After the spying scandal in Saudi Arabia, UN calls to ban the sale of surveillance software globally

United Nations human rights experts called on all countries in the world to impose a comprehensive ban on the sale or transfer of surveillance technology, noting that it threatens life and violates freedom of expression.

In a statement issued by them, a copy of which was seen by SANAD, the human rights experts said that it is necessary to stop selling or transferring surveillance technology until strict regulations are put in place to ensure its use is in accordance with international human rights standards.

The experts expressed deep concern that highly “sophisticated intrusive tools” were being used to monitor, intimidate and silence human rights defenders, journalists and political opponents.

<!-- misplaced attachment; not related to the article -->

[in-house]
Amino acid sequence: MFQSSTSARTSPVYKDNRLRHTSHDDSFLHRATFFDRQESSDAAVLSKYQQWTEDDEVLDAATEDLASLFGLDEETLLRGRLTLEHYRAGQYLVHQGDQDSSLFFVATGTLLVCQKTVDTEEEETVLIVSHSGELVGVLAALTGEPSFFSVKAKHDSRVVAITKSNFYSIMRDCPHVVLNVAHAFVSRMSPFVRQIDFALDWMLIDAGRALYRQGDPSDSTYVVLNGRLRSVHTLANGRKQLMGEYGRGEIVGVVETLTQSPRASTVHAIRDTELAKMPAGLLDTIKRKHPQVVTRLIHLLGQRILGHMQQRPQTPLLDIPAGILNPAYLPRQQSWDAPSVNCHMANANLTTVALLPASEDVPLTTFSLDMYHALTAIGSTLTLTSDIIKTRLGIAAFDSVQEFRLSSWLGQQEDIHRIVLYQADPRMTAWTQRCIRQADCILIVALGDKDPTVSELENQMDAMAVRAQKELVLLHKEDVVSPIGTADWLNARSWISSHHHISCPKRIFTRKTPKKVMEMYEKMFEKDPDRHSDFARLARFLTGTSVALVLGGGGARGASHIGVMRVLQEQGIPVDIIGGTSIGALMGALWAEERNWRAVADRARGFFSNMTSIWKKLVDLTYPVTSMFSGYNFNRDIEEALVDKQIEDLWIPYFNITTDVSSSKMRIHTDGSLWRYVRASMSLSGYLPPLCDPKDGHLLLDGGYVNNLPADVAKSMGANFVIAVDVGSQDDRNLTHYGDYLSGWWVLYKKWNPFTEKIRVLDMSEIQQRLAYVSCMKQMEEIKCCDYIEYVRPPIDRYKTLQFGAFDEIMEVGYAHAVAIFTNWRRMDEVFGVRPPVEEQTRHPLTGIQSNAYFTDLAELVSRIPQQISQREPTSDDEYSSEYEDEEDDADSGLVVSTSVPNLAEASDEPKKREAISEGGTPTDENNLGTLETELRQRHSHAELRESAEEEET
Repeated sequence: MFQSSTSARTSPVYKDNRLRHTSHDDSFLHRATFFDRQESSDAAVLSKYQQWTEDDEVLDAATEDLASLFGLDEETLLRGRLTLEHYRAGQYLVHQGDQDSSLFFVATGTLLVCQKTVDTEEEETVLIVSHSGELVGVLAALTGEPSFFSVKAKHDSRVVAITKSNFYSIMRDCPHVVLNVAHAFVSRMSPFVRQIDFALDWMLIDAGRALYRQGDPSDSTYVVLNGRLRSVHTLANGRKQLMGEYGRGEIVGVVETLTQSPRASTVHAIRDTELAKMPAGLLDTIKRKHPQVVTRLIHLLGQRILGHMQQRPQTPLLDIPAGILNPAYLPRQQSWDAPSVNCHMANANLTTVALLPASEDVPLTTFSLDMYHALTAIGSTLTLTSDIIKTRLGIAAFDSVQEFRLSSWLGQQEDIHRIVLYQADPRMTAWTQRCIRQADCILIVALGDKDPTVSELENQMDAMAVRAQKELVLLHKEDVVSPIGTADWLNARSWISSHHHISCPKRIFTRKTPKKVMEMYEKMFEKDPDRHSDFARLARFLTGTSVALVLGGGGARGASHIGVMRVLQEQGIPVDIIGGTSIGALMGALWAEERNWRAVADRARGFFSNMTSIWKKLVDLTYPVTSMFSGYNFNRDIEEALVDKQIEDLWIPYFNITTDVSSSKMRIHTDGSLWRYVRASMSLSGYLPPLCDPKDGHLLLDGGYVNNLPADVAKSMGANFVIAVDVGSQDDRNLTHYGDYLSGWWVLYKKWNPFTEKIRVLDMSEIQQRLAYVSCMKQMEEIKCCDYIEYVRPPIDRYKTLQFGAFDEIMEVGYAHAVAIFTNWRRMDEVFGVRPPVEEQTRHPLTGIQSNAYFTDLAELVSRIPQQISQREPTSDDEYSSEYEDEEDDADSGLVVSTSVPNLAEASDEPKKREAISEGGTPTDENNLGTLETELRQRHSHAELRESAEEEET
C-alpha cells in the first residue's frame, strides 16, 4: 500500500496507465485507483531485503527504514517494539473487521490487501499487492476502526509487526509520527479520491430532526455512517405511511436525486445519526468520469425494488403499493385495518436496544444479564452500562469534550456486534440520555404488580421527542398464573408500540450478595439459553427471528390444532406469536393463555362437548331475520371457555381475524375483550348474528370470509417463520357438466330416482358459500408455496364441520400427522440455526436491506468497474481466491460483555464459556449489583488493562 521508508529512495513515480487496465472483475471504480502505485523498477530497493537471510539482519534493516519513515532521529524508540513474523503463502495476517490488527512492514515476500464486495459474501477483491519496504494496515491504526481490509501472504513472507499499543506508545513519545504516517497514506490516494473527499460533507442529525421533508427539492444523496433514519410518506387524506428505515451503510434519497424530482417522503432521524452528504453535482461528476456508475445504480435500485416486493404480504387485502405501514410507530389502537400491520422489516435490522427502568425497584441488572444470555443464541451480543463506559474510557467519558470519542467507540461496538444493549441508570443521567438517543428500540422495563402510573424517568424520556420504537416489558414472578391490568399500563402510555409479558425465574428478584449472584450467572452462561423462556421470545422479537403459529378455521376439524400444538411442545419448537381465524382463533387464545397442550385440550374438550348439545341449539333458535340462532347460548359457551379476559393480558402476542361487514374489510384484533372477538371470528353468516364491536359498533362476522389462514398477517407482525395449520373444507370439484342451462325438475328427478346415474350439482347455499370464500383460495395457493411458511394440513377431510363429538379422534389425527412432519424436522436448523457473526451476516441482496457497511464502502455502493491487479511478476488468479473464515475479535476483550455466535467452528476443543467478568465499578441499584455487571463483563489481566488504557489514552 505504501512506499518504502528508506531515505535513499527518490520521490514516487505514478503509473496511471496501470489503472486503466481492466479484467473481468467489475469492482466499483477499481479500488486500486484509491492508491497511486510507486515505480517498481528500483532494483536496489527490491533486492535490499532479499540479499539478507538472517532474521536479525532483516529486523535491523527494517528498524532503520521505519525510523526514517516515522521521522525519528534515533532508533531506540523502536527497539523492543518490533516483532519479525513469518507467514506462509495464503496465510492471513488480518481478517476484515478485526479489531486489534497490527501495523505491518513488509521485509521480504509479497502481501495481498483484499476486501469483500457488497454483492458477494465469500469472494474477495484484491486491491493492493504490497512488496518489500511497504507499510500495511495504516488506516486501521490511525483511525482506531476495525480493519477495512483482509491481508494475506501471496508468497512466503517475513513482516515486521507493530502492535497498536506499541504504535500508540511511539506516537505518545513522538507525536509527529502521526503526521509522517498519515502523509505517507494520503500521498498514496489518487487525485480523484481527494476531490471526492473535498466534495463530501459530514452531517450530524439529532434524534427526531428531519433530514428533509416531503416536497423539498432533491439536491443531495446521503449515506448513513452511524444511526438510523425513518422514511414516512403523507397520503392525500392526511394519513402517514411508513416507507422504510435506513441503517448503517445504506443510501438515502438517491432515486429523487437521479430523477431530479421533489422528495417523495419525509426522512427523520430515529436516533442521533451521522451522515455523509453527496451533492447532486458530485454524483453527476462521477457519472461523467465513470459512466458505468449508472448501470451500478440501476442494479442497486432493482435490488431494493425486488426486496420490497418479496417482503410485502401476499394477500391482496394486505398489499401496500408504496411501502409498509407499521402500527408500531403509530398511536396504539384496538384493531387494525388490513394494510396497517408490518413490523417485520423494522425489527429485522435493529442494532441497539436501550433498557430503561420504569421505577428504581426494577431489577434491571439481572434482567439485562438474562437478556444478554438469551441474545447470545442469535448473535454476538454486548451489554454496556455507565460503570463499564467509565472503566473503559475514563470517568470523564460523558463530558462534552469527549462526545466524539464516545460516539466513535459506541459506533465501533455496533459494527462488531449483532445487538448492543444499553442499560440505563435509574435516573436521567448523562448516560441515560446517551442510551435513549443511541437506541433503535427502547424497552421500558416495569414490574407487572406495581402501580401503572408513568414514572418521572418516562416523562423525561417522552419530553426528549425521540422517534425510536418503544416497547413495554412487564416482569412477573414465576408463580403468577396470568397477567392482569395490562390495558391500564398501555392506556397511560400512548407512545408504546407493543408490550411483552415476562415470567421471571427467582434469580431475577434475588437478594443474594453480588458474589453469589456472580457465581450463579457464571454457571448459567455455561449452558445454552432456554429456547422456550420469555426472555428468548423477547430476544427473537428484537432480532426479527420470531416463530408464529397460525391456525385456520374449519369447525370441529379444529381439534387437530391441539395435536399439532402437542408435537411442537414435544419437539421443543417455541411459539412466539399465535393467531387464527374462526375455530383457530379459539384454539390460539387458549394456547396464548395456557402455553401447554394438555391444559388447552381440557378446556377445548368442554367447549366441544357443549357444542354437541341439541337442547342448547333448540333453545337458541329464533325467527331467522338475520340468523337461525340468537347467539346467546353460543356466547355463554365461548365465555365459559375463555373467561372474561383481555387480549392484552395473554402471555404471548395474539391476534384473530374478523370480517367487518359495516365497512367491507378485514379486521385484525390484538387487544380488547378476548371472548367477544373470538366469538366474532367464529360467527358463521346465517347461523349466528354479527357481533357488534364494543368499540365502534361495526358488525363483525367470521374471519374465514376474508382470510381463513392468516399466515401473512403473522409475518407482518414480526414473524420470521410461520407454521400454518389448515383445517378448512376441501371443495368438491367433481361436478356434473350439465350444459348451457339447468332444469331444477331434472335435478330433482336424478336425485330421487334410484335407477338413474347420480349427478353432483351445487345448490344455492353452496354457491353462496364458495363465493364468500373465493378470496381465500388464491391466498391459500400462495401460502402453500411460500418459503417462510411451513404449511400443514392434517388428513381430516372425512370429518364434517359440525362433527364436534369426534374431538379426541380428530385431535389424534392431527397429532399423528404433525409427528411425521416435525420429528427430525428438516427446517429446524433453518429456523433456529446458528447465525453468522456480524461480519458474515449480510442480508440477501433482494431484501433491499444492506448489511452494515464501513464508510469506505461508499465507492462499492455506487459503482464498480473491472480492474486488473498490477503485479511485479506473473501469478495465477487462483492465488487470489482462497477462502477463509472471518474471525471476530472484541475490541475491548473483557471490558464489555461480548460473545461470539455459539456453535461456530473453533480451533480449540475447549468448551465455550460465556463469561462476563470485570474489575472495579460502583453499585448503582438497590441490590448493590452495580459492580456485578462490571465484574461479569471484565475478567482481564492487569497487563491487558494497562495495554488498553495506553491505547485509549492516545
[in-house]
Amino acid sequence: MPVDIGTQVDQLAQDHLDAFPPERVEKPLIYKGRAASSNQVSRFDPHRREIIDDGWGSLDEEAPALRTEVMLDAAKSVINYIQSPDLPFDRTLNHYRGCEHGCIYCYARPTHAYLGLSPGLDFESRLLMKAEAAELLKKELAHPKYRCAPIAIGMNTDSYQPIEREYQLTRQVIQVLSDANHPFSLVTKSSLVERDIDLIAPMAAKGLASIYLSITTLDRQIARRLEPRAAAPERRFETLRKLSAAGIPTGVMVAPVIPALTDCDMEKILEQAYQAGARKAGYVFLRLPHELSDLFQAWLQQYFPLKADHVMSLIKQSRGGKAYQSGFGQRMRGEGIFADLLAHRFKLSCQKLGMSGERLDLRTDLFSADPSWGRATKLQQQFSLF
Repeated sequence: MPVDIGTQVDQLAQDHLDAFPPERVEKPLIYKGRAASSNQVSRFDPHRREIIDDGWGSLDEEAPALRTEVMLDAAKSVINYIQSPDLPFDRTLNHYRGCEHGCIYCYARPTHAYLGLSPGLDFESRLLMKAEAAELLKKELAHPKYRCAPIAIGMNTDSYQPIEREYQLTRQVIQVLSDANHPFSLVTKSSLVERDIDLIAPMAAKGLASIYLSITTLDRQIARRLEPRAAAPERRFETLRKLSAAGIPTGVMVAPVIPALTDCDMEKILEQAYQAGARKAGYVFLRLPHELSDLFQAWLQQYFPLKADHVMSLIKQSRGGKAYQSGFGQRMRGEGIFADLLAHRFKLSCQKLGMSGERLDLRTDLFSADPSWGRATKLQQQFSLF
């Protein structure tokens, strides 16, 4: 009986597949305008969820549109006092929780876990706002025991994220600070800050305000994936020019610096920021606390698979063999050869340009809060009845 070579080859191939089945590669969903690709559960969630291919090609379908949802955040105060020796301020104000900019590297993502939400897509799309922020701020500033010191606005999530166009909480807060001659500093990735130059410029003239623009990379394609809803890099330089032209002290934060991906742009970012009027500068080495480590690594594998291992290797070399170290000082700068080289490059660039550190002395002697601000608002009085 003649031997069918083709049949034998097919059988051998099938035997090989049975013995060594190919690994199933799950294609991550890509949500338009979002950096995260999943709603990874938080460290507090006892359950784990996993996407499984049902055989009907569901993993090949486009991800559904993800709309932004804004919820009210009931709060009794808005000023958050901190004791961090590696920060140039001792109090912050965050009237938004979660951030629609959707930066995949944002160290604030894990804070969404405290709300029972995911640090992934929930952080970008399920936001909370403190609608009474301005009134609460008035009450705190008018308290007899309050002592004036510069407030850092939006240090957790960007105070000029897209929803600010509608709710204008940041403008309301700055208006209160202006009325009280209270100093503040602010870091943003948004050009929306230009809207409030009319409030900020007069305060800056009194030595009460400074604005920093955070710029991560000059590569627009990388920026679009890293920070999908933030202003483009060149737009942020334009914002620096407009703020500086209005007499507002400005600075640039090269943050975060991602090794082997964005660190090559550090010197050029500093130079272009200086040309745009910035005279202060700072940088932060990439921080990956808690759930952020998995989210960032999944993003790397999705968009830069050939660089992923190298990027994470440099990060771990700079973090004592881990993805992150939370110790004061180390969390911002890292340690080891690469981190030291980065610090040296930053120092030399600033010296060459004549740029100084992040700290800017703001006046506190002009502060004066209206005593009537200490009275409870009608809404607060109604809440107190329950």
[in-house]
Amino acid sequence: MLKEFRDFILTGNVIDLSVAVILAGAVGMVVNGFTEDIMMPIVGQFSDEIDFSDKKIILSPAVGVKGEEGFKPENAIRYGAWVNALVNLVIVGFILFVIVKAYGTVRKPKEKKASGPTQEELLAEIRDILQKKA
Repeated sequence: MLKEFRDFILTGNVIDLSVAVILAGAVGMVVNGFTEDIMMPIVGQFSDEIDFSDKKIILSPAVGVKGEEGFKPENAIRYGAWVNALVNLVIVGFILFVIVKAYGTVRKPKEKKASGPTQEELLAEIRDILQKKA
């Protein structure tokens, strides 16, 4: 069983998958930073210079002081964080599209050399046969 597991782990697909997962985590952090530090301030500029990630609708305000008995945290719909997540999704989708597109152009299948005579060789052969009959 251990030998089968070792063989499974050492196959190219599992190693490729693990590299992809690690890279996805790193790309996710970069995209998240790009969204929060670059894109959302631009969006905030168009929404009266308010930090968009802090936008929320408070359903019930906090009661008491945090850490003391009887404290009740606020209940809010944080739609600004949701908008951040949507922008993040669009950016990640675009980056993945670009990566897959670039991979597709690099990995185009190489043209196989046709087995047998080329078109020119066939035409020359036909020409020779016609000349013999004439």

Experts considered that these programs violate the right to freedom of expression, privacy and freedom, and may endanger the lives of hundreds of thousands, endanger media freedom, and undermine democracy, peace, security and international cooperation.

These calls came following the scandal of the Saudi regime’s involvement with Pegasus in surveillance and espionage against activists and human rights defenders. On 18th July 2021, the non-profit project Forbidden Stories and Amnesty International revealed the widespread monitoring of mobile devices of hundreds of journalists, human rights defenders and political leaders using NSO Group’s Pegasus spyware.

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